Pope Francis condemns all nuclear weapons
Apart from their destructive power, the possession of nuclear weapons robs the world of desperately-needed resources which should be prioritised for eliminating poverty and the extension of healthcare, education and human rights. Peter-John Pearson looks at the Catholic Social Teaching on international peacekeeping.
Pope Francis has made the teaching of the Catholic Church on nuclear weapons very clear. Speaking to the participants at an International Symposium on Nuclear Weapons and Integral Disarmament he emphasised that the very “possession of nuclear weapons was to be condemned”. In doing so he underlined the long-standing teaching condemning nuclear weapons, but this time he took it a step further and moved beyond the position of Pope John Paul II, who in 1982 while warning against the inherent danger of nuclear weapons, made some allowance for stockpiling on the grounds of the need amidst the complexities and fragility of the contemporary world, for some form of deterrence.
In his speech Pope Francis made clear that he was building on a legacy begun by Pope John XXIII who, as far back as 1963, in Pacem in Terris ,stated “unless this process of disarmament be thoroughgoing and complete, and reach men’s very souls, it is impossible to stop the arms race or to reduce armaments, or- and this is the main thing- ultimately to abolish them entirely”. The pope went on to repeat one of the key points in his opposition to the escalation of nuclear weapons and that is that the very cost of purchasing and modernising such weapons robbed the world of much needed resources which should be availed for other priorities such as eliminating poverty and the extension of healthcare, education and human rights.
In a message to the Conference on the Humanitarian Impact of Nuclear Weapons in 2014, the pope said the escalation of the arms race and the price of modernising and developing weaponry represents a considerable expense for nations. “As a result, the real priorities facing our human family, such as the fight against poverty, the promotion of peace, the undertaking of educational, ecological and healthcare projects, and the development of human rights, are relegated to second place”. In the same speech he also pointed out that the possibility of human error and accidental detonation added to the tremendous danger of the very existence of such weapons.
The pope pointed out that as long as those in power had access to such weapons there would always be the temptation to use them with catastrophic results. The aftermath of Nagasaki and Hiroshima has carried on through successive generations with profound health, psychological and emotional pathologies. Even more fundamental is the fact that the very possession of such weapons alongside chemical and biological weapons feed into a deep psychosis of fear. These weapons, he said, “exist in the service of fear that affects not only the parties to a conflict, but the entire human race. They cannot form the basis of peaceful coexistence between members of the human family which must rather be inspired by an ethic of solidarity.”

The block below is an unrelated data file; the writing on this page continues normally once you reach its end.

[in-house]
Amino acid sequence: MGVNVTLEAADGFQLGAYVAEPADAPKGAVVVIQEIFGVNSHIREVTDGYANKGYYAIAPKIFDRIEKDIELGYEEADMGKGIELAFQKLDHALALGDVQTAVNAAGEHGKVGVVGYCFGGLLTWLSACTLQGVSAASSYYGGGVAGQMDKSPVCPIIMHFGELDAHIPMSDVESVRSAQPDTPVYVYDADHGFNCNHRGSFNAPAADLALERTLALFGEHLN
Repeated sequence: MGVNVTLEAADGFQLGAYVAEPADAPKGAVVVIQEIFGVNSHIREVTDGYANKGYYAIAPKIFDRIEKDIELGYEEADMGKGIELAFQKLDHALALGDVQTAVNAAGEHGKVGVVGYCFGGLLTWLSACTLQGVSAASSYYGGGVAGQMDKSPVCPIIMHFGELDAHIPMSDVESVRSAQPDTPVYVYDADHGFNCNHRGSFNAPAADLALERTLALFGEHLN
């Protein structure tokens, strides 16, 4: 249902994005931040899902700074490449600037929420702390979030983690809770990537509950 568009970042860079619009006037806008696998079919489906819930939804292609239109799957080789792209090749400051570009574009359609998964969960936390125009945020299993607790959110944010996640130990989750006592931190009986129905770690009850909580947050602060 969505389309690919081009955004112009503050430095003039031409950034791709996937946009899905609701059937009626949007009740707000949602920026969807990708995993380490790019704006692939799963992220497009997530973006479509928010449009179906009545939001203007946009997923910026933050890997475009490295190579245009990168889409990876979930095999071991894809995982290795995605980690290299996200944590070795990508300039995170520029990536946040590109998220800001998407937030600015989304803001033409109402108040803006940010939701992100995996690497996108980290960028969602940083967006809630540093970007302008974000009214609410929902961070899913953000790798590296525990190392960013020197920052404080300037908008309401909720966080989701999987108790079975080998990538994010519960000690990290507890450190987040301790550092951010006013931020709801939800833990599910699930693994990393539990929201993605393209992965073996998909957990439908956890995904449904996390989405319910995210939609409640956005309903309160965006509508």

The Pope’s message was all the more impactful since it came just a few weeks after the United Nations adopted the Treaty on the Prohibition of Nuclear Weapons. The Holy See was among the first states to sign it and is one of only three nations to have ratified it thus far. It is widely acknowledged that the Holy See was a key player in inspiring and garnering support for this treaty. The response to it provides a very clear example of the ‘reception’ of Catholic Social Teaching in an important policy domain. A close reading of the pope’s speech indicates his clear concern for issues of destroying poverty, safeguarding the ecology and enhancing a culture of human rights. This area of peace-making embraces all these aspects in an integrated, coherent way.
The signing of this treaty and the Vatican Conference comes amidst the growing concern around North Korea’s firing of nuclear missiles and an ongoing concern about Iran’s nuclear capability. The UN Secretary General, António Guterres, alluded to this at the signing of the treaty and spoke of the risks posed by the continued existence of nuclear weapons including the catastrophic humanitarian and environmental consequences of its use. Archbishop Gallagher, representing the Holy See at the signing event, also mentioned North Korea. He said the rising tensions over North Korea’s growing nuclear programme are of special urgency. “The international community must respond by seeking to revive negotiations,” he said adding that “the threat or use of military force have no place in countering proliferation and the threat or use of nuclear weapons in countering nuclear proliferation are deplorable”.
For South Africans this direction in nuclear considerations comes as a confirmation of the decision in 1989 by the then South African government to give up its nuclear programmes. It remains only one of two countries to have done so to date. Both South Africa and the Holy See stand in agreement that a logical outcome of a strong anti-nuclear weapon position should translate into support for practical steps such as the insistence on nuclear free zones. Both states have supported such zones.
On the 50th anniversary of Pacem in Terris this position was reaffirmed: “Nuclear-weapon-free zones are the best example of trust, confidence and affirmation that peace and security are possible without possessing nuclear weapons”.
We are at present witnessing an important development in Catholic Social Teaching especially with regard to the maintenance of international peace. It is seen by many as a teaching whose time has indeed come. SA.
Image: European Union 2014 – European Parliament.
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